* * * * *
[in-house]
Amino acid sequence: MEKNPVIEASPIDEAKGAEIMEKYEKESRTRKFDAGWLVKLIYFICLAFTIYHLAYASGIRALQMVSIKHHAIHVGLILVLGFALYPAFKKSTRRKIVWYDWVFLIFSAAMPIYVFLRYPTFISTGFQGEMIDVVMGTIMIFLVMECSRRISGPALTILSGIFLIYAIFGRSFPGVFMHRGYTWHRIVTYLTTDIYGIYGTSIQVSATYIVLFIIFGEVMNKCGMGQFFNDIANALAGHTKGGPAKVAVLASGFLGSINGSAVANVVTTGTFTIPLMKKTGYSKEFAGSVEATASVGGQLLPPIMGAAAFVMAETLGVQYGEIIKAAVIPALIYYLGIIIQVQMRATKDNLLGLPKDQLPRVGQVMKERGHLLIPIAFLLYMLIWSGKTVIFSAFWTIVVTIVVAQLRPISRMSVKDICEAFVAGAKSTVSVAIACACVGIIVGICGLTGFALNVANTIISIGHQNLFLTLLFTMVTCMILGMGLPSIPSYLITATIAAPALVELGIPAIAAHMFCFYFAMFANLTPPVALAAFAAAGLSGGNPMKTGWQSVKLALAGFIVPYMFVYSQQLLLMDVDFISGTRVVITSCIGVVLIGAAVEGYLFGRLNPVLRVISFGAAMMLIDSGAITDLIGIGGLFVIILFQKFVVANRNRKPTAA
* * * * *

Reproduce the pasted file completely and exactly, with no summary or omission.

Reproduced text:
[in-house]
Amino acid sequence: MEKNPVIEASPIDEAKGAEIMEKYEKESRTRKFDAGWLVKLIYFICLAFTIYHLAYASGIRALQMVSIKHHAIHVGLILVLGFALYPAFKKSTRRKIVWYDWVFLIFSAAMPIYVFLRYPTFISTGFQGEMIDVVMGTIMIFLVMECSRRISGPALTILSGIFLIYAIFGRSFPGVFMHRGYTWHRIVTYLTTDIYGIYGTSIQVSATYIVLFIIFGEVMNKCGMGQFFNDIANALAGHTKGGPAKVAVLASGFLGSINGSAVANVVTTGTFTIPLMKKTGYSKEFAGSVEATASVGGQLLPPIMGAAAFVMAETLGVQYGEIIKAAVIPALIYYLGIIIQVQMRATKDNLLGLPKDQLPRVGQVMKERGHLLIPIAFLLYMLIWSGKTVIFSAFWTIVVTIVVAQLRPISRMSVKDICEAFVAGAKSTVSVAIACACVGIIVGICGLTGFALNVANTIISIGHQNLFLTLLFTMVTCMILGMGLPSIPSYLITATIAAPALVELGIPAIAAHMFCFYFAMFANLTPPVALAAFAAAGLSGGNPMKTGWQSVKLALAGFIVPYMFVYSQQLLLMDVDFISGTRVVITSCIGVVLIGAAVEGYLFGRLNPVLRVISFGAAMMLIDSGAITDLIGIGGLFVIILFQKFVVANRNRKPTAA